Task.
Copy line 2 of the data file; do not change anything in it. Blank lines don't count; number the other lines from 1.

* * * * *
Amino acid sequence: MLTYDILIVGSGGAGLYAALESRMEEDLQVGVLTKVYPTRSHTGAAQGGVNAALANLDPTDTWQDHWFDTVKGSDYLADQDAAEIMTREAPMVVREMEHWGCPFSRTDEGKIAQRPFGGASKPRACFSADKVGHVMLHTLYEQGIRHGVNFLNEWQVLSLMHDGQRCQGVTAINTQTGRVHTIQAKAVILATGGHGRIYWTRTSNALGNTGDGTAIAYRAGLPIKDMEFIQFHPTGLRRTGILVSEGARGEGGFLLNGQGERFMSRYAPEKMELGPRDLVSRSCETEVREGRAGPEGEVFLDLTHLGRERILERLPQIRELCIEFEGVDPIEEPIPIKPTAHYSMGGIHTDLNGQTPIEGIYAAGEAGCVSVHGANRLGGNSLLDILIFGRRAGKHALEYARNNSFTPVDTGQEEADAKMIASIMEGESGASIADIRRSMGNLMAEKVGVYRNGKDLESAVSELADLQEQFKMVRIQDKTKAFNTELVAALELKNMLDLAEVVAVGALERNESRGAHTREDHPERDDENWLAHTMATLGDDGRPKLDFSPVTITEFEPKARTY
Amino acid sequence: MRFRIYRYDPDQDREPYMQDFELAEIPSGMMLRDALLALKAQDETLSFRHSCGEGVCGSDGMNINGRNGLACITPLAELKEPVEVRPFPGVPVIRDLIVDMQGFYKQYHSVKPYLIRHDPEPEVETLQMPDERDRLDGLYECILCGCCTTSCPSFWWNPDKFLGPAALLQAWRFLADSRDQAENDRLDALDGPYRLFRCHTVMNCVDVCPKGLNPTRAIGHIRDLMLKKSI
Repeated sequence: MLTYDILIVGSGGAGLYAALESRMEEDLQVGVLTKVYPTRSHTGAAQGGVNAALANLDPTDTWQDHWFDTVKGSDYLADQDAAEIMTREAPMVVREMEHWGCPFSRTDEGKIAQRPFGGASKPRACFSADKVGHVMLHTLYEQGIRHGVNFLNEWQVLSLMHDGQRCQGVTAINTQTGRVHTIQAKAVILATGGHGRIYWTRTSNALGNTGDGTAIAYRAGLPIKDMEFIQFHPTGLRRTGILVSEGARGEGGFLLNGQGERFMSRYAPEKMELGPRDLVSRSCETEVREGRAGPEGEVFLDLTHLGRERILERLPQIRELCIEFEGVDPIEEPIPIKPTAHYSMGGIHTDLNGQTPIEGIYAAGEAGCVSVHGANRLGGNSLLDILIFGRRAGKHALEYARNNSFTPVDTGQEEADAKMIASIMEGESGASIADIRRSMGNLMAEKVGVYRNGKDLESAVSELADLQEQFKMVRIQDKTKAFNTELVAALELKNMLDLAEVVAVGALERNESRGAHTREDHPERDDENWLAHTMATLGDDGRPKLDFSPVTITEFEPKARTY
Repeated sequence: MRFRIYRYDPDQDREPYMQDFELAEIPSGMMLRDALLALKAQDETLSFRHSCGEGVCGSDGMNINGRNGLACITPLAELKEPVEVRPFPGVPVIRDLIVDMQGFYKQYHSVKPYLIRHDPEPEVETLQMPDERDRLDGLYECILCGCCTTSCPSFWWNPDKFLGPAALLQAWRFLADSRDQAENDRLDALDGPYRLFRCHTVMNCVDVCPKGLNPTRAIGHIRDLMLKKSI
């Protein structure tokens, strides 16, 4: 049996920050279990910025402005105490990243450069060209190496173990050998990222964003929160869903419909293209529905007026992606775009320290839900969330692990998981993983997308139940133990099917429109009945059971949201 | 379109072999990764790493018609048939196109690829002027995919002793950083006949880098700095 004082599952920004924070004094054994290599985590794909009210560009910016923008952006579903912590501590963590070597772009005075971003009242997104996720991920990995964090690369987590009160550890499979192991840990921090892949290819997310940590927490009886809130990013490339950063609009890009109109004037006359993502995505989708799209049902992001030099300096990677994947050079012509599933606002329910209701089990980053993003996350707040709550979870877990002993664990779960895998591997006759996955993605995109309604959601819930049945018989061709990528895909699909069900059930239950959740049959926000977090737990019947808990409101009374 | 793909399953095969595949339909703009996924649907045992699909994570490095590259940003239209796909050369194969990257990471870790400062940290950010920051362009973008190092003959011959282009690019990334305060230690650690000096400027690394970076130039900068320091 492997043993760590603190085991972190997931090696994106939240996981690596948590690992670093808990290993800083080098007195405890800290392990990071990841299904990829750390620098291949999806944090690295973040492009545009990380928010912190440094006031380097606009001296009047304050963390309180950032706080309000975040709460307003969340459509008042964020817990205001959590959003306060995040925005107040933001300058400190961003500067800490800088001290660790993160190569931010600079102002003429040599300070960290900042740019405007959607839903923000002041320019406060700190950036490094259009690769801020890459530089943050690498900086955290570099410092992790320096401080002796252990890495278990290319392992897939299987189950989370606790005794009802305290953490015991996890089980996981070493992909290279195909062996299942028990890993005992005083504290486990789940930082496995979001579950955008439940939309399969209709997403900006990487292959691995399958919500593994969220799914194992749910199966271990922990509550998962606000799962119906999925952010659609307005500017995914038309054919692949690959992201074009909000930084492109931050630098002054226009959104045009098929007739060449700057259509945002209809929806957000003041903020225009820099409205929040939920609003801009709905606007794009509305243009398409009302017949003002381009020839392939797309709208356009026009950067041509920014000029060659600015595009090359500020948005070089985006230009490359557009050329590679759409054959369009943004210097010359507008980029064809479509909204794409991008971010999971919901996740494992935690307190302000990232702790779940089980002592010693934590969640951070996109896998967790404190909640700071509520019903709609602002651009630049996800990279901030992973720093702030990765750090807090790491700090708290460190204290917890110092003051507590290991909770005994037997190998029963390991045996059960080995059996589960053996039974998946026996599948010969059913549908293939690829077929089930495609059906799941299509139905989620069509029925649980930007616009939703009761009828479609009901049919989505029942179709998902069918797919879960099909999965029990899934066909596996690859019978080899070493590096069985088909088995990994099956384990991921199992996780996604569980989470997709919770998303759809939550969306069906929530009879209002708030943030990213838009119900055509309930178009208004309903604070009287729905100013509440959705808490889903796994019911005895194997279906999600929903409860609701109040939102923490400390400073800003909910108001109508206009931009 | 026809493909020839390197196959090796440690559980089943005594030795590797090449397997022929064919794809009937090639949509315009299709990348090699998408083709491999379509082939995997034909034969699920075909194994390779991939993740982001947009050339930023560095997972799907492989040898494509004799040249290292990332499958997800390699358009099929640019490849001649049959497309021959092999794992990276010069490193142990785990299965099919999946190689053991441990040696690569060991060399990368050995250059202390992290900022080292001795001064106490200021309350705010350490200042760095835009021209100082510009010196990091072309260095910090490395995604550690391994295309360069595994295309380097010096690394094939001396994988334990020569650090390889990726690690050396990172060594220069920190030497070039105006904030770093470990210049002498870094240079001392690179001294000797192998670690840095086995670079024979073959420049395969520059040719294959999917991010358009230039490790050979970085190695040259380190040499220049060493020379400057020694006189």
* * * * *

Amino acid sequence: MRFRIYRYDPDQDREPYMQDFELAEIPSGMMLRDALLALKAQDETLSFRHSCGEGVCGSDGMNINGRNGLACITPLAELKEPVEVRPFPGVPVIRDLIVDMQGFYKQYHSVKPYLIRHDPEPEVETLQMPDERDRLDGLYECILCGCCTTSCPSFWWNPDKFLGPAALLQAWRFLADSRDQAENDRLDALDGPYRLFRCHTVMNCVDVCPKGLNPTRAIGHIRDLMLKKSI